Former New Orleans Saints cheerleader Bailey Davis claims the team requires the all-female cheerleading squad to follow much stricter rules than the all-male football team — and that’s “unfair.”
The 22-year-old was fired earlier this year for posting a picture of herself wearing a lacy, one-piece outfit on her Instagram page. In a detailed complaint filed with the Equal Employment Opportunity Commission and obtained by PEOPLE, Davis claims the team’s rules for cheerleaders favor players and place unreasonable restrictions on cheerleaders — whether it be in their social media presence, appearance or acts.
“It’s not fair that we’ve worked our whole lives to do this professional job as well as the players have, and we’re stifled by these rules,” Davis told Today in an interview that aired Tuesday morning.
Davis alleges that the team has one set of rules for the players, but an entirely different set of rules for the cheerleaders.
Among these rules, according to the complaint, is the regulation that cheerleaders must make their social media accounts private and are not allowed to follow any Saints players on social media. Additionally, the cheerleaders are not allowed to interact with any players online — but players are not prohibited from interacting with the dancers, according to the complaint.
“If the cheerleaders can’t contact the players, then the players shouldn’t be able to contact the cheerleaders,” Sara Blackwell, Davis’ lawyer, told the New York Times. “The antiquated stereotype of women needing to hide for their own protection is not permitted in America and certainly not in the workplace.”
According to the complaint, Ashley Deaton, the senior director of the Saintsations allegedly said in an email that the social media restrictions are to “protect you from player advances.”
“It is understandable and expected that players will try to contact you,” Deaton allegedly added in the email. “If/when this does happen you should NEVER respond and ALWAYS report it to me.”
By Davis’ account, officials seem to go to great lengths to discourage player-cheerleader engagement. The women are forbidden from fraternizing with “any player, coach, or management personnel of the company.”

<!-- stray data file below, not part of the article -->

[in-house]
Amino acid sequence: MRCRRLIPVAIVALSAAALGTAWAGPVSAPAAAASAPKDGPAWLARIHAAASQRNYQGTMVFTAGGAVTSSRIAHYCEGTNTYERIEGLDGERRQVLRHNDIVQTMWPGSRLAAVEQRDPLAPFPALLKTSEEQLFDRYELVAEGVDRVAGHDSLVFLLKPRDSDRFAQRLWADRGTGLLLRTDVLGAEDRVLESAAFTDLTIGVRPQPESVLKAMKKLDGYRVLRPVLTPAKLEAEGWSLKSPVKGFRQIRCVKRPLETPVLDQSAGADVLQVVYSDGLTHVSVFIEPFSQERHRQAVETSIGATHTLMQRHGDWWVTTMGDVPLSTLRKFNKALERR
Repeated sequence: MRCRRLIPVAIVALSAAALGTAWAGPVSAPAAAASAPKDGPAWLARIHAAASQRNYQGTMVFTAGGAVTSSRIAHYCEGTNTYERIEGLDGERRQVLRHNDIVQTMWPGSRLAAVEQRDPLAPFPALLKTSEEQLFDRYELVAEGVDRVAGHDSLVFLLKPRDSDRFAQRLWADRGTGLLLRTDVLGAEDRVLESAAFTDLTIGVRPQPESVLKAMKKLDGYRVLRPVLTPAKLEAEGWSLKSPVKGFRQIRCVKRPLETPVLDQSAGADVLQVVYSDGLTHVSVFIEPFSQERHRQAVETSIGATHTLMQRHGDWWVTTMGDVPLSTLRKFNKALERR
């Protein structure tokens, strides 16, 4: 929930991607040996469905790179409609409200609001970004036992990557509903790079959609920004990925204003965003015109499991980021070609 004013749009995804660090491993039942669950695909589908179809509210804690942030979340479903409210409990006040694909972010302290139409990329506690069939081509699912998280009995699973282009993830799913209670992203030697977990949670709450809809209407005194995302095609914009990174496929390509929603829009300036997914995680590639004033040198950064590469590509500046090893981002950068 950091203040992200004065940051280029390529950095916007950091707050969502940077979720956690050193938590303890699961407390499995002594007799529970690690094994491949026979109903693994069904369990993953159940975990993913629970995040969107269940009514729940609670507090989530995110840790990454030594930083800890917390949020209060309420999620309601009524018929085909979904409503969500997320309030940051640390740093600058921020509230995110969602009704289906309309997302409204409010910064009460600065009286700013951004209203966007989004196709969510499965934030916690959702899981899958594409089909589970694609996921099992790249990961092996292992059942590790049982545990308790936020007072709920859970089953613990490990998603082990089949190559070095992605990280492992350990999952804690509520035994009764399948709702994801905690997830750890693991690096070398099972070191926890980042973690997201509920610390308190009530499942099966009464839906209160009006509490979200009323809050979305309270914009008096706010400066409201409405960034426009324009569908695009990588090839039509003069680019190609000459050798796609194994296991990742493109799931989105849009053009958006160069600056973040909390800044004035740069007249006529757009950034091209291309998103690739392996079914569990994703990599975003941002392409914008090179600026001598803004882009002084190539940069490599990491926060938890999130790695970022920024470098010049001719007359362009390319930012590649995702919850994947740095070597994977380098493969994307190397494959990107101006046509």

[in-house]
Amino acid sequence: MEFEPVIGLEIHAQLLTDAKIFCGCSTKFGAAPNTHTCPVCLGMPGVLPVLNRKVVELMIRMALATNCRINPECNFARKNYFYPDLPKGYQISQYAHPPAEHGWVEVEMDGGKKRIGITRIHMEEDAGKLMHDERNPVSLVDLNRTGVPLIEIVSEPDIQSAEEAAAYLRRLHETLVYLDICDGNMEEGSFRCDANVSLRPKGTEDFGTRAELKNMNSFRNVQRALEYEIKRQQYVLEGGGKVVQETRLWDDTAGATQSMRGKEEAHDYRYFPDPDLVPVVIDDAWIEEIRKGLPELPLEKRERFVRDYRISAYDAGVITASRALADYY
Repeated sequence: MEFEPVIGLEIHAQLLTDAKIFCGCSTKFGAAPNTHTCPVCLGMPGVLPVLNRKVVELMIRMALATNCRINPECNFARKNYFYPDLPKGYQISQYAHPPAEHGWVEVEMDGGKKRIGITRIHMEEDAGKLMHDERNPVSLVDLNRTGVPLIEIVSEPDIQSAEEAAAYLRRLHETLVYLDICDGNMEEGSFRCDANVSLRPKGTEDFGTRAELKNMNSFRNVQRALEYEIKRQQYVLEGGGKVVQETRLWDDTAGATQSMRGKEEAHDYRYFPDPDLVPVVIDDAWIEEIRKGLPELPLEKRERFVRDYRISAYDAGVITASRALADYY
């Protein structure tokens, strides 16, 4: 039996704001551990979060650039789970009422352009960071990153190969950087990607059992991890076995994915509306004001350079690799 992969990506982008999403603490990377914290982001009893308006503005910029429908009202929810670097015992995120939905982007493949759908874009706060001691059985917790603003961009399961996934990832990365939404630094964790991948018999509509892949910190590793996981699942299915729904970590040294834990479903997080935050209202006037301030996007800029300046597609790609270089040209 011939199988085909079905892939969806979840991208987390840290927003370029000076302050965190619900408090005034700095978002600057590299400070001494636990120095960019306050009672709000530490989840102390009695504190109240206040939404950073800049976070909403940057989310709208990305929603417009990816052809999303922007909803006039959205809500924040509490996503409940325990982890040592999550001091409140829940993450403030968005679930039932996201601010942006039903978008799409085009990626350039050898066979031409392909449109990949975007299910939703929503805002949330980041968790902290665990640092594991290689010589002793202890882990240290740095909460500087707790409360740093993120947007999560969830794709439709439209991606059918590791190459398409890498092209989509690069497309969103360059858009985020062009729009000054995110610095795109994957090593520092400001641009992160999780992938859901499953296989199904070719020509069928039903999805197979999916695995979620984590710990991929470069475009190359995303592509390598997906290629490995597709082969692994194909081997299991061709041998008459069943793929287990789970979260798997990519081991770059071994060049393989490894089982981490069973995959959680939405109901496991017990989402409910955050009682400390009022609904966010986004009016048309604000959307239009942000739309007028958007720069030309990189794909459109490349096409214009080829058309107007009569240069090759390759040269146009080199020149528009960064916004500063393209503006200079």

In Deaton’s alleged email, she described fraternizing as exchanging numbers with a player or coach, messaging any of them on social media, and even being in the same section at a club, at the same dinner table, or even holding “a conversation with one of them that lingered beyond a professional ‘hello’ or ‘great game.’ ”
“They’ve been told that anything beyond ‘hello’ and ‘great game’ is too personal,” Davis’ mother, Lora, who is also a choreographer for the squad, told the Times. “It’s considered fraternization to say anything beyond that.”
Gregory Rouchell of Adams and Reese LLP, who serves as legal counsel for the Saints, tells PEOPLE that “The New Orleans Saints is an equal opportunity employer, and it denies that Ms. Davis was discriminated against because she is female. The Saints will defend these allegations in due course, and the Organization is confident that its policies and workplace rules will withstand legal scrutiny.”
Prior to Davis’s Instagram post there had been rumors swirling that Davis had attended a party with one of the athletes — an allegation she denies. But the speculations prompted a meeting between Davis and several human resources officials, who ordered her to hold a meeting about the issue with her fellow cheerleaders.
Shortly after, Davis posted the January Instagram shot, prompting Deaton to allegedly scold Davis in a text message, according to the complaint, saying: “Very poor judgement to post a picture like that especially considering our recent conversations about the rumors going around about u. This does not help your case. I’d expect you to know better.”
In the days that followed, Davis was fired.
Officials allegedly said Davis violated the rule prohibiting cheerleaders from appearing nude, semi-nude or in lingerie. Davis has denied breaking the rule.
Davis is not the only NFL cheerleader who has challenged the rules imposed on them. In 2014, former members of the Buffalo Bills’ cheerleading squad disbanded and filed a lawsuit claiming the team and its contractors at time paid them less than minimum wage, and were provided with detailed instructions on how to appear and act in public. Last October, a New York court agreed the suit could be considered a class-action lawsuit, according to WGRZ-TV.
According to Times, Davis’ discrimination case attempts to prove that her termination violates an NFL rule prohibiting employee discrimination based on somebody’s “race, color, religion, sex, national origin, age, disability or sexual orientation.”
“I don’t think they’ll give me my job back, but I do want the rules to be equal for the other women,” Davis told Today.
The NFL has not responded to a request for comment from PEOPLE.